The coast is ready again.

In 2020 we looked at things differently. After lockdown we wanted to give Belgium a welcome breath of fresh air again and revitalise the people in a single move. Westtoer, which handles tourism and marketing at the coast, appointed us as its external partner for ongoing strategic advice, content and campaigns for the whole summer and beyond. As a result, we walked the fine line between having fun on the beach and Covid safety, dancing somewhere between relaxing and tightening the rules.

The coast’s own strengths first

The aim was simple: Westtoer wanted to kick start tourism and get the economy moving at the seaside resorts again. For that to happen, we had to tempt people back to the coast slowly – totally in line with the safety measures in place at the time. Not by comparing the Belgian seaside with other attractions, but by calling on that little bit of nostalgia in every Belgian who spent holidays as a kid building sandcastles on the North Sea coast. A simple but powerful message promoting the seaside as a holiday destination, while providing a local solution to satisfying that post-quarantine hunger to get away.

Not all at once

At a time when everything is uncertain, having the ability to adjust things constantly is essential. Not just shouting ‘Come to the Coast’. So, to avoid generating crowds, we staggered the campaigns. We also kept some of our powder dry during the summer, aiming to achieve an extended “Indian summer”, rather than just for peak times, such as our National Day in July. And we spread the flood of people, not only in time, but also in space, by also focusing the spotlight on the hinterland, directing people beyond the busy promenades and beaches to which visitors tend to gravitate naturally.

The right balance: the facts and the emotions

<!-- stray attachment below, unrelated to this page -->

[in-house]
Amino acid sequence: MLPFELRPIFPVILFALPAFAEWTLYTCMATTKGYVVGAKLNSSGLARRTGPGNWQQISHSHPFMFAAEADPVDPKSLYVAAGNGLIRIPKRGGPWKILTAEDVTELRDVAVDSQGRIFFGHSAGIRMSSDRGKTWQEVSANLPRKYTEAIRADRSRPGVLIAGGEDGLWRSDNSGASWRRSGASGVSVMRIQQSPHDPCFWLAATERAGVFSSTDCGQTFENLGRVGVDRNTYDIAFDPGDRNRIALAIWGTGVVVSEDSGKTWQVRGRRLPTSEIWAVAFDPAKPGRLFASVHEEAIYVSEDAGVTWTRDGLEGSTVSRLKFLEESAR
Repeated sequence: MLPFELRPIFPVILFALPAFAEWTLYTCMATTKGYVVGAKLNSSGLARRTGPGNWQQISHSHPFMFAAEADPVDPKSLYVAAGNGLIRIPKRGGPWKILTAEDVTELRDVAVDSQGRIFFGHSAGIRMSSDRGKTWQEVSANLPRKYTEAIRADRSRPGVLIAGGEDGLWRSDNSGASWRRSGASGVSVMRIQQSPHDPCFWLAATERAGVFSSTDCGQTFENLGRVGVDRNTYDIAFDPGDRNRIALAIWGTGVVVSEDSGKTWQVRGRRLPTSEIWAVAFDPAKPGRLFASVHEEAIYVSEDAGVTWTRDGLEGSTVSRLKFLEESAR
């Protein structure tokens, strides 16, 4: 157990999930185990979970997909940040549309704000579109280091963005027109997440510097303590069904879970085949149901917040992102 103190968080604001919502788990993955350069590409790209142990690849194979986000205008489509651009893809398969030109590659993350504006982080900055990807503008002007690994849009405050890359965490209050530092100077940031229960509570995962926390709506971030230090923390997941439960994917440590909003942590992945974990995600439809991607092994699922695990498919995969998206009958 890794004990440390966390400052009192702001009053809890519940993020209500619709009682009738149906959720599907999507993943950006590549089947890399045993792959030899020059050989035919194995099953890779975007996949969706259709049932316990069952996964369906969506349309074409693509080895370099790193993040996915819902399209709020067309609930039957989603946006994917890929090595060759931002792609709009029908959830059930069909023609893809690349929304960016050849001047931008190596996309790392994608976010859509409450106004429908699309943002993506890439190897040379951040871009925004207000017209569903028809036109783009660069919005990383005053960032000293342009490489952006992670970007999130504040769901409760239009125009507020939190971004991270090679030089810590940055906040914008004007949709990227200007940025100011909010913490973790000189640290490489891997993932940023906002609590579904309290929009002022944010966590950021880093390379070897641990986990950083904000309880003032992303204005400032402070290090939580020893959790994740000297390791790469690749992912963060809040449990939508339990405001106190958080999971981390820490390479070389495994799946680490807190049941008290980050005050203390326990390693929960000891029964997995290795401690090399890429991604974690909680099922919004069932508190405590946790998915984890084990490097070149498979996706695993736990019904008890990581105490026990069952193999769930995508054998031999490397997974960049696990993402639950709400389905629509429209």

We structured the campaign in two layers. First we looked at the facts: do you have to book a slot on the beach? Are there extra trains running? And do I have to keep my mask on when I’m paddling?

The second layer, run in parallel with the first, was designed to make people from Flanders, Wallonia and Brussels really want to come to the seaside.

So we showed tourists what the coast had to offer – everything from horse-riding along the sand to peeling shrimps in the harbour. The focus was on people staying for a few days at the seaside, rather than on day-trippers who flock to the coast in large numbers. Which made it more about informing and inspiring.

At a time when everything is uncertain, having the ability to adjust things constantly is essential.

Broad brush

To make the coast the be-all and end-all of our summer again, we deliberately spread our message far and wide. Fun images aimed at all age groups, giving the nod to seaside classics, from ice creams and sun worshippers to flowers made from crêpe paper. These were the basic ingredients for the campaigns we planned on radio and TV, in print and on social media. Each of these channels directed people to a website: either kust.be or lelittoral.be. Rather than set up a micro-website in parallel, we filled both sites with information about local coronavirus measures and tips for outings along our 67 km of coastline.

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